Glenn Miller
Lathrop was guitarist and vocalist with Glenn Miller from 1940 to 1942. While a member, Lathrop composed "Helpless", featuring vocals by Ray Eberle, and "Long Time No See, Baby", featuring vocals by Marion Hutton, which were released as 78 singles on RCA.

Solo artistEdit

Jack Lathrop With The Drugstore Cowboys
Lathrop's first release with RCA Victor, the 78 single 20-3109,[1] his first charting hit as a solo artist, was "Hair of Gold" released in 1948. This song was written by Sunny Skylar and first recorded by vocalist Jack Emerson (né Abraham Jacob Melamerson; 1920–2014) on Metrotone Records,[a] and became the label's best seller.[2] Gordon MacRae's version was the biggest hit,[3] but Lathrop’s version also fared well. It was his highest-charting song, reaching a peak of #19.[4] The b-side of this record was "You Call Everybody Darlin'",[1] a words and music written by Sam Martin, Ben L. Trace, Clem Watts (pseudonym of Al Trace), and Albert J. Trace.[5] This song also reached the charts at #27.[4] These sides had been recorded as a response to the James Petrillo-led Musician’s Union recording ban of 1948. The instrumentation backing the harmonizing vocalists was limited to harmonicas, jug-blowers, and ukuleles.[6] Despite the limited instrumentation (or perhaps because of it) Billboard reviewed both sides as "excellent."[7]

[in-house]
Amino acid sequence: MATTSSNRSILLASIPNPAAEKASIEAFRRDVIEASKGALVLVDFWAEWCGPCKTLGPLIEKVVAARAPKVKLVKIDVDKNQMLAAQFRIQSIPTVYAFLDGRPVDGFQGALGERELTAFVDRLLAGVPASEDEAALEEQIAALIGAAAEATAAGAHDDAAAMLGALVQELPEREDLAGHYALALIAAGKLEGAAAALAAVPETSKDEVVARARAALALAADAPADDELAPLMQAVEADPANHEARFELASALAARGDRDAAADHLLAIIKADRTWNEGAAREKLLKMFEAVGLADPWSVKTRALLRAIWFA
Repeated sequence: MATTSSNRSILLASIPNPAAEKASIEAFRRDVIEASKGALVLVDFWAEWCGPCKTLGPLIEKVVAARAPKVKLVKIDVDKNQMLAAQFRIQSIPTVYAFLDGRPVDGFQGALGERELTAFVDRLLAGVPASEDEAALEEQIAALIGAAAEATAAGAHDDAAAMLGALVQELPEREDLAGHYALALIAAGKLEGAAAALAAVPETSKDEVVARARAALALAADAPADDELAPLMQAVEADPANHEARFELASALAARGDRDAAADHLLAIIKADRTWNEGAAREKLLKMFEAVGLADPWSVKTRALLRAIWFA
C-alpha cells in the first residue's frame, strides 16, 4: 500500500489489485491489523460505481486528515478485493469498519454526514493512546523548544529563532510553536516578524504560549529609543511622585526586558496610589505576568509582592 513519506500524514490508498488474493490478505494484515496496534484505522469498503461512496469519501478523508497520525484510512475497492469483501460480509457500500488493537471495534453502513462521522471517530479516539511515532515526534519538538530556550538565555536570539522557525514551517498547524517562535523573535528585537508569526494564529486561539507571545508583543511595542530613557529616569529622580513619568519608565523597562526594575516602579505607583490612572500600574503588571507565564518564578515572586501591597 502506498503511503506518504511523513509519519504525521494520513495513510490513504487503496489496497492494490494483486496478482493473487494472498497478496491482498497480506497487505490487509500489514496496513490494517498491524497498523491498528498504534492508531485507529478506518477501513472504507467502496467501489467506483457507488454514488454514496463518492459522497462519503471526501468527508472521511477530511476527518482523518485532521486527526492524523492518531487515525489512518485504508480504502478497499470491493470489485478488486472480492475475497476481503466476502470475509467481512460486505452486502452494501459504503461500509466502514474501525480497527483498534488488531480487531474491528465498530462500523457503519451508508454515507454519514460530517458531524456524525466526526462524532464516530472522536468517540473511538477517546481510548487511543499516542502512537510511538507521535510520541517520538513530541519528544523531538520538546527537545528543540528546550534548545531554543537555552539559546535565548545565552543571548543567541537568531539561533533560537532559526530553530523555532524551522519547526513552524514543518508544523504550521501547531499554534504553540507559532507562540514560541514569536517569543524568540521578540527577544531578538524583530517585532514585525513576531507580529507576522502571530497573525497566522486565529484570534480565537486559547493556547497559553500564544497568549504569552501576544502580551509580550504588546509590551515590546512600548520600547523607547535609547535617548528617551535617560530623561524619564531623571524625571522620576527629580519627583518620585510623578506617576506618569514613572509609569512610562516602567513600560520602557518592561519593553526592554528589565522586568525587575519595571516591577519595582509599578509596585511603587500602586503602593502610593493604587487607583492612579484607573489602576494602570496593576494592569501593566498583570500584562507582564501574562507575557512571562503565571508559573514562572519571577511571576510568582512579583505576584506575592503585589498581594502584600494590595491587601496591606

Jack Lathrop and His Orchestra
The second RCA release (catalog 20-3199)[1] was “Dainty Brenda Lee,” which received a rating of "excellent" from Billboard.[8] "Corn Belt Symphony" was placed on the other side of the 78rpm disc. This song was cited as both an "Operators Pick" (peaking at #2)[9] and “Retailers Pick” (peak #6)[10] for several weeks in late 1948 in Billboard,[11][12][13] but despite the reviews and large marketing support from RCA, the disc had limited commercial impact.